Urban Peregrines in Derby


Peregrine Falcon: Derby Cathedral (photo: Sam Pedley).

As elsewhere in lowland UK, Peregrine Falcons were pretty much absent from Derbyshire during the 1960s and 70s due to contamination with persistent pesticides. Their return to the Peak District occurred during the 1980s and 90s and there are now some 10-15 pairs present. In the 1990s a pair nested at a power station south of Derby until it was decommissioned and partially demolished in 2000.

Since autumn 2004, one or two Peregrines began using the splendid mediaeval tower at Derby cathedral for roosting and feeding on. With help from the cathedral vergers and staff at Derby Museum, staff at Derbyshire Wildlife Trust have collected prey remains from the base and top of the tower since March 2005 and so far, 28 species have been identified. 'Difficult' feathers and legs have been sent for identification to Ed Drewitt at Bristol Museum, a specialist on 'body part' ID! So far we have identified 28 prey species in Derby. These are: Teal, Gadwall, Mallard, Tufted Ducks and Ruddy Ducks, Golden Plover, Lapwing, Woodcock, Snipe, Jack Snipe, Dunlin, Redshank, Common Tern, Little Grebe, Water Rail, Quail, Moorhen, Jay, Redwing, Fieldfare, Blackbird, Song Thrush, Starling, Swift, Waxwing, Woodpigeon and, of course, Feral Pigeon. Just this week, we watched the male peregrine bring in a Pied Wagtail and stash it in a crevice on the tower. Nationally Ed's prey species list has over 90 species on it, including some very rare and unexpected ones such as Avocet, Black necked Grebe, Night Heron, Stone Curlew, Short-eared Owl and Ring-necked Parakeet! Clearly, urban Peregrines have catholic tastes (even those using a Church of England cathedral tower!)

The presence of night fliers like Woodcock, Jack Snipe, Quail and Water Rail strongly suggests these birds are hunting at night using the bright city floodlighting. Indeed, while I have seen the birds roosting after dark during the winter, motionless and facing into the stonework, I have also seen them alert, looking round and flying away from the tower well after dark, clearly in hunting mode.

Nick Dixon, the national expert on Peregrines nesting on artificial structures such as pylons, office blocks and churches, an invaluable source of advice and help throughout, tells me that the urban Peregrines in Warsaw regularly take Quail in the autumn. Ed reports Jack Snipe on their diet in Bristol and Bath and that Peregrines in Taiwan have now been filmed catching prey under floodlighting, hard proof of this presumably recently acquired new facet to their feeding repertoire.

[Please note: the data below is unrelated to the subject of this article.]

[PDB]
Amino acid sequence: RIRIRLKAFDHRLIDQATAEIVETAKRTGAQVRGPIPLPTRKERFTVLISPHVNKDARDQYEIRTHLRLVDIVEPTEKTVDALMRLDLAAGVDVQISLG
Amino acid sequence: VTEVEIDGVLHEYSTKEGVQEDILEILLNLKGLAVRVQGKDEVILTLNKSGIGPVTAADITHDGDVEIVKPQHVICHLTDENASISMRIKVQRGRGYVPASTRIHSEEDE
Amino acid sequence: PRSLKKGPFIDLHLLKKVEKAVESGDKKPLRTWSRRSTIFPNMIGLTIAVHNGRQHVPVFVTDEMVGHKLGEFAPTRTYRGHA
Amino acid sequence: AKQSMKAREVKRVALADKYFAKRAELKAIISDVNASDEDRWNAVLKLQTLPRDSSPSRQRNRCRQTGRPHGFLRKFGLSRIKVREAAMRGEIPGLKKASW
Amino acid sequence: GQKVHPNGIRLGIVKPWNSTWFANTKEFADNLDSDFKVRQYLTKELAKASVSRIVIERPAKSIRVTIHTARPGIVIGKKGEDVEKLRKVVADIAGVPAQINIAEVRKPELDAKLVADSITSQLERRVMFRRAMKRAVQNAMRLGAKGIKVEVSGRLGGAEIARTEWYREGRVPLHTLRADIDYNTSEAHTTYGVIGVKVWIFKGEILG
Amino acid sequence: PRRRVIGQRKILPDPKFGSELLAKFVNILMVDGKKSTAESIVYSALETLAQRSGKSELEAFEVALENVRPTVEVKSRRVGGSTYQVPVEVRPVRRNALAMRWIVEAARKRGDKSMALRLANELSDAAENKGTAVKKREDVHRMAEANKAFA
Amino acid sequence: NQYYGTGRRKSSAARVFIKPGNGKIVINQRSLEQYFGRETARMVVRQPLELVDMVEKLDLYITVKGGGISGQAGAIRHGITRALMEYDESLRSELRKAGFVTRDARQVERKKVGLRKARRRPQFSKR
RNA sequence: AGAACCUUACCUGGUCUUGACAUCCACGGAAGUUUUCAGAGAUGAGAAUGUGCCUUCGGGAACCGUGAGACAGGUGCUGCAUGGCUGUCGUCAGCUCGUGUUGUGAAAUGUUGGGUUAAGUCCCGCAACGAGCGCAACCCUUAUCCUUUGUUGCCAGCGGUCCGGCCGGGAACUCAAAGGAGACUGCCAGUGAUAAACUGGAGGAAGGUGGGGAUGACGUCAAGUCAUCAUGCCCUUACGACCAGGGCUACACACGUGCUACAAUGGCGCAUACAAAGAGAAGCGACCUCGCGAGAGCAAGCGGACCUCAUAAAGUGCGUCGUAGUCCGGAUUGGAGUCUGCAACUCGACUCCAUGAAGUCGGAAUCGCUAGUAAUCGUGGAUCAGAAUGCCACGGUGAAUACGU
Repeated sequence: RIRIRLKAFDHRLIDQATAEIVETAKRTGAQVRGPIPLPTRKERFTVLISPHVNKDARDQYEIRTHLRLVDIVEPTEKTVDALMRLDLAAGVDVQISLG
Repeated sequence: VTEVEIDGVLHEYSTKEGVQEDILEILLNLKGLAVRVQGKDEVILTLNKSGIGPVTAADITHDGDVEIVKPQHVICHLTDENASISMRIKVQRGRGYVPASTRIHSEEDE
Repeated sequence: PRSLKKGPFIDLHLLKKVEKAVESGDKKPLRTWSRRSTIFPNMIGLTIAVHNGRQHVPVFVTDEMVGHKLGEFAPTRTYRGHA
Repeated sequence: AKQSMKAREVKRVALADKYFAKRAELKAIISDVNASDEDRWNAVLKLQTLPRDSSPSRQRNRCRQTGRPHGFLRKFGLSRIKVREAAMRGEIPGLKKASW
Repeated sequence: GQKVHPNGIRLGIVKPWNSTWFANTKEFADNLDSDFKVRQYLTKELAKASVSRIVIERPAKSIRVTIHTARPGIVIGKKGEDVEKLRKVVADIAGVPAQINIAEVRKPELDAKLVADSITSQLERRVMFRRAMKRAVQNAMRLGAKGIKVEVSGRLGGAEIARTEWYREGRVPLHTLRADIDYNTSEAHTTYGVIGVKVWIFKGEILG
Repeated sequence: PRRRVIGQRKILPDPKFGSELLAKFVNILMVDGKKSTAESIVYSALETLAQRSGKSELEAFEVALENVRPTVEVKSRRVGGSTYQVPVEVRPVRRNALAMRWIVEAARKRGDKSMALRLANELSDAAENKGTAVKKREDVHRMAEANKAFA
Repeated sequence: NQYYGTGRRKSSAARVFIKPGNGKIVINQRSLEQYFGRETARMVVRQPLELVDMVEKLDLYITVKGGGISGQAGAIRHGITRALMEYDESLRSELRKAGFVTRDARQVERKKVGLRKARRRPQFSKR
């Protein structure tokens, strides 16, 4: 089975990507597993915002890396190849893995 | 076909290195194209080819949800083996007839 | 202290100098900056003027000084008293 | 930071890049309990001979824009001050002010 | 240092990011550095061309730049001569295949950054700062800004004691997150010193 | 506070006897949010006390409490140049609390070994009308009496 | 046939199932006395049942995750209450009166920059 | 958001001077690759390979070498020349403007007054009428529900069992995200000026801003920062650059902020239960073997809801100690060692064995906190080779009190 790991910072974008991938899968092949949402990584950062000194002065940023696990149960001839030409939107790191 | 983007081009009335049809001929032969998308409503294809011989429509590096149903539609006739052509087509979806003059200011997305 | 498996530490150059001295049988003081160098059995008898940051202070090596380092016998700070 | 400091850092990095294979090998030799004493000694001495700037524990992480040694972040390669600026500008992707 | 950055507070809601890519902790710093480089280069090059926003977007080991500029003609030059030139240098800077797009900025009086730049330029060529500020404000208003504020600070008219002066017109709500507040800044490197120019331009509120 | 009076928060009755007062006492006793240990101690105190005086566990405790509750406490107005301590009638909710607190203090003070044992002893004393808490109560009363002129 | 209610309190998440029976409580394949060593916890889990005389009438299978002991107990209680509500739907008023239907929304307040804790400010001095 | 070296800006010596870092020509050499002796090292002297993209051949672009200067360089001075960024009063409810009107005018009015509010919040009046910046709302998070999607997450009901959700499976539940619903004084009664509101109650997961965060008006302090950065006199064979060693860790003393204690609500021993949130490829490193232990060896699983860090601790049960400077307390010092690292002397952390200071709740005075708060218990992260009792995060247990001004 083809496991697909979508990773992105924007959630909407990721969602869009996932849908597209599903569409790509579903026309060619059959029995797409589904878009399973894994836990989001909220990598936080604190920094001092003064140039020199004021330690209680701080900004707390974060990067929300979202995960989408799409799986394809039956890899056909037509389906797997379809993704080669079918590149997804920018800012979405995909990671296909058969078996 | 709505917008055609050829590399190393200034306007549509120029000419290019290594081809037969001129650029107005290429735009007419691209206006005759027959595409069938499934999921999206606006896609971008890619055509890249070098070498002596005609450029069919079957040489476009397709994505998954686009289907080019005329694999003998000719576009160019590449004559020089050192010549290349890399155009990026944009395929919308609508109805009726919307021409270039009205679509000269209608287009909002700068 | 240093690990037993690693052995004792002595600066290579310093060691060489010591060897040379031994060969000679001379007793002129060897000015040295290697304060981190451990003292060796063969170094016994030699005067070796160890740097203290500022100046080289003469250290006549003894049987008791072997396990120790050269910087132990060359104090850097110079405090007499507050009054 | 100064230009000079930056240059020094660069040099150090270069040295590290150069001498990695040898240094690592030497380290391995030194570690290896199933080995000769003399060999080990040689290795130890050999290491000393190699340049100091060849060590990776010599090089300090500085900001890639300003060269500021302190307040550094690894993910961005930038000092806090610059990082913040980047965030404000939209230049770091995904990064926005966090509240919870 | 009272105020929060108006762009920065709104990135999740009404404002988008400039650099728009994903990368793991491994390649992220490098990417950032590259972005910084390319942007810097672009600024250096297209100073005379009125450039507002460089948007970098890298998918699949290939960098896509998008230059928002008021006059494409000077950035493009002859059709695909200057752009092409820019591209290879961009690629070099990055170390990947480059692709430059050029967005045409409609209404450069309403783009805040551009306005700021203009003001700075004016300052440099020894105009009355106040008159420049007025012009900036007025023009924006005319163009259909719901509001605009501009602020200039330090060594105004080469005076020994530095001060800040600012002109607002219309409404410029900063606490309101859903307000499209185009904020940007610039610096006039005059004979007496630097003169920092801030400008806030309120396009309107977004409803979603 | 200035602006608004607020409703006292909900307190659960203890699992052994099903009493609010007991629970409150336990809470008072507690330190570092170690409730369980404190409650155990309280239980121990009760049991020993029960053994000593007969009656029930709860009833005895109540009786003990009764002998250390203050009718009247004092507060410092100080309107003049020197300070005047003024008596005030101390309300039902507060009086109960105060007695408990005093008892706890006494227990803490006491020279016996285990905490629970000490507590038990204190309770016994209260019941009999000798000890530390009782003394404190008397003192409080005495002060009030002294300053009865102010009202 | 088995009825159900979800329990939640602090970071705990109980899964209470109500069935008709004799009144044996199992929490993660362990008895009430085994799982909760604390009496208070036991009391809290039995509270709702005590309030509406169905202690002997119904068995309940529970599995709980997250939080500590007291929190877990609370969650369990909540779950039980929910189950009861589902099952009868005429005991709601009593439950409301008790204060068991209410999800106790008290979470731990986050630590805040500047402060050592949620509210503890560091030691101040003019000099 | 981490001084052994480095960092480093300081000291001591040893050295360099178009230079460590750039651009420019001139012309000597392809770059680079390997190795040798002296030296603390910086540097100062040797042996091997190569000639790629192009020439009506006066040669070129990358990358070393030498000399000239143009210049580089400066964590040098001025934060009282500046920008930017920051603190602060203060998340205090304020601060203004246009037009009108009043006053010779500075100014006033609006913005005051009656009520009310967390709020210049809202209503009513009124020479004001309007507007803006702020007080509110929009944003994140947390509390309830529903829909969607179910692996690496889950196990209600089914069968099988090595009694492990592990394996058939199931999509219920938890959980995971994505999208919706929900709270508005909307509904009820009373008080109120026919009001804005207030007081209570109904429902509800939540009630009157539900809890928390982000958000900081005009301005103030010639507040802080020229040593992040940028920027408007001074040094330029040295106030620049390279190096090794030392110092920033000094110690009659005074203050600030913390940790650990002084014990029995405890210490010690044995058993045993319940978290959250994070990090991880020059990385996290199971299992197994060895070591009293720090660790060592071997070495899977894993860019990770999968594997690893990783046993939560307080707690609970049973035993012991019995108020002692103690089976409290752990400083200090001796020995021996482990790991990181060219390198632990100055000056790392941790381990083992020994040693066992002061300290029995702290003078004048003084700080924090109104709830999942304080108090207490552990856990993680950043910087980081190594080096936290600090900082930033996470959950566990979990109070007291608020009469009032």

In spring 2005, there were reports of display behaviour at the cathedral. However, around Easter that year, the birds departed, there being no suitable flat ledge on the tower on which they could nest. This winter we decided, somewhat belatedly, to seek the necessary permissions to attach a nest platform to the east side of the tower, a Grade One Listed Building. In early March, Nick Moyes of Derby Museum, an experienced climber and abseiler and his climbing friend, Nick Evans (who also happens to be a carpenter), abseiled down from the top to measure up the place we wanted to put a nest platform. Held up by weeks of poor, windy weather, the platform was only finally fixed in place on April 5th, much later than we had hoped. It took five hours and I must record my thanks to both Nicks and to three members of Derby Mountain Rescue who gave them support and hauled the heavy platform up to them. It was no easy task!

Within an hour of the work being completed, the peregrines were back on the tower. These particular birds do seem to be relatively unbothered by human presence, which is just as well since the public are allowed to go up the tower to see the splendid cityscape views on monthly 'tower open days' and the vergers also go up for regular flag-changing and maintenance purposes. In the weeks preceding this, the birds had been observed mating and flying to a tiny crevice on the tower where the female was making rather hopeless nest scraping movements. Within five days of the platform's placement, the male was seen to land on it, followed a few days later by the female. Ten days later, she must have begun egg-laying because, by about April 20th, she appeared to be incubating.

Despite awful weather, on May 28th, the male was seen to take food to the female on the tray, a sure sign that there were chicks (next year we hope to install a webcam!!). As soon as the birds had eggs, and taking advice from DEFRA, we roped off the east side of the tower top to prevent anyone peering over and looking down on the platform (including ourselves). Thus we have no idea how many eggs were laid or how many chicks we have.

During this half-term week, Derbyshire Wildlife Trust has operated a very successful Peregrine Watchpoint at the cathedral from a grass area on Full Street nearby, with visitors getting cracking views of these superb birds. The male has chased off a Common Buzzard, a Kestrel and even an intruding third Peregrine, as well as bringing food in for the female and the chicks.

There are many webcams across the world showing urban peregrine nests, mostly in the States. In the UK try a google search for 'peregrine webcams UK' to see chicks at other local nests, e.g. those on St. Michael's Church in Exeter (at http://www.eco-watch.com).

PS The Watchpoint programme runs 10am to 2pm on June 1st, 2nd and 4th and we may extend it when the chicks get big enough to be seen above the front of the platform. Keep an eye on BirdGuides news page for more information.

A useful site for identifying feathers can be found at: http://www.michelklemann.nl/verensite/start/index.html and the Derbyshire Wildlife Trust at http://www.derbyshirewildlifetrust.org.uk.

Written by: Nick Brown, Derby Peregrine Project, Derbyshire Wildlife Trust